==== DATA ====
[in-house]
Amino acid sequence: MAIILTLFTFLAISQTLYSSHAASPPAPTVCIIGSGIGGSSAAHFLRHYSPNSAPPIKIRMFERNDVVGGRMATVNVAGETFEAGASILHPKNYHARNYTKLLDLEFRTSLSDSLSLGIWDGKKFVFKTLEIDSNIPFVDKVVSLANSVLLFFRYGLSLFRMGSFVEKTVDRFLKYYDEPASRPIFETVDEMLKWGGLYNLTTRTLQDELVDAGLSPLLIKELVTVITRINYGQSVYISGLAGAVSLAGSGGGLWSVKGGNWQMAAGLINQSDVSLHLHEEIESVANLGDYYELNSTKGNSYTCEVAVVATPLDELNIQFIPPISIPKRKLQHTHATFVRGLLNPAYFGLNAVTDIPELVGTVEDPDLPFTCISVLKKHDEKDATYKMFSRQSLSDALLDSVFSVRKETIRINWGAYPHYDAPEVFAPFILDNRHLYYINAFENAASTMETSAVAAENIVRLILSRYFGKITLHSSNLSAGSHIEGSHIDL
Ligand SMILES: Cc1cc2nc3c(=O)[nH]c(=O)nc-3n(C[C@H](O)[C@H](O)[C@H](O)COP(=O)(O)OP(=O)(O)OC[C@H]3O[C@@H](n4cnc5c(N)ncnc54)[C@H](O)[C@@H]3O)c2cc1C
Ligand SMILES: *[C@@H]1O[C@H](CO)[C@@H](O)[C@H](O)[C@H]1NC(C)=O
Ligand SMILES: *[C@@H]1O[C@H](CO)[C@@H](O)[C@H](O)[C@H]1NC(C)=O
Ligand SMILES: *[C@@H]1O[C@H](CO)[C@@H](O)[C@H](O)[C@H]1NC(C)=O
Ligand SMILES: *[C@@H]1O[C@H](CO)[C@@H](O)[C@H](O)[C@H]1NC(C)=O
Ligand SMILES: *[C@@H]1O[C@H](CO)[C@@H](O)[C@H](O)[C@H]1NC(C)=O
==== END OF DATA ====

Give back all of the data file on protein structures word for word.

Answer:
[in-house]
Amino acid sequence: MAIILTLFTFLAISQTLYSSHAASPPAPTVCIIGSGIGGSSAAHFLRHYSPNSAPPIKIRMFERNDVVGGRMATVNVAGETFEAGASILHPKNYHARNYTKLLDLEFRTSLSDSLSLGIWDGKKFVFKTLEIDSNIPFVDKVVSLANSVLLFFRYGLSLFRMGSFVEKTVDRFLKYYDEPASRPIFETVDEMLKWGGLYNLTTRTLQDELVDAGLSPLLIKELVTVITRINYGQSVYISGLAGAVSLAGSGGGLWSVKGGNWQMAAGLINQSDVSLHLHEEIESVANLGDYYELNSTKGNSYTCEVAVVATPLDELNIQFIPPISIPKRKLQHTHATFVRGLLNPAYFGLNAVTDIPELVGTVEDPDLPFTCISVLKKHDEKDATYKMFSRQSLSDALLDSVFSVRKETIRINWGAYPHYDAPEVFAPFILDNRHLYYINAFENAASTMETSAVAAENIVRLILSRYFGKITLHSSNLSAGSHIEGSHIDL
Ligand SMILES: Cc1cc2nc3c(=O)[nH]c(=O)nc-3n(C[C@H](O)[C@H](O)[C@H](O)COP(=O)(O)OP(=O)(O)OC[C@H]3O[C@@H](n4cnc5c(N)ncnc54)[C@H](O)[C@@H]3O)c2cc1C
Ligand SMILES: *[C@@H]1O[C@H](CO)[C@@H](O)[C@H](O)[C@H]1NC(C)=O
Ligand SMILES: *[C@@H]1O[C@H](CO)[C@@H](O)[C@H](O)[C@H]1NC(C)=O
Ligand SMILES: *[C@@H]1O[C@H](CO)[C@@H](O)[C@H](O)[C@H]1NC(C)=O
Ligand SMILES: *[C@@H]1O[C@H](CO)[C@@H](O)[C@H](O)[C@H]1NC(C)=O
Ligand SMILES: *[C@@H]1O[C@H](CO)[C@@H](O)[C@H](O)[C@H]1NC(C)=O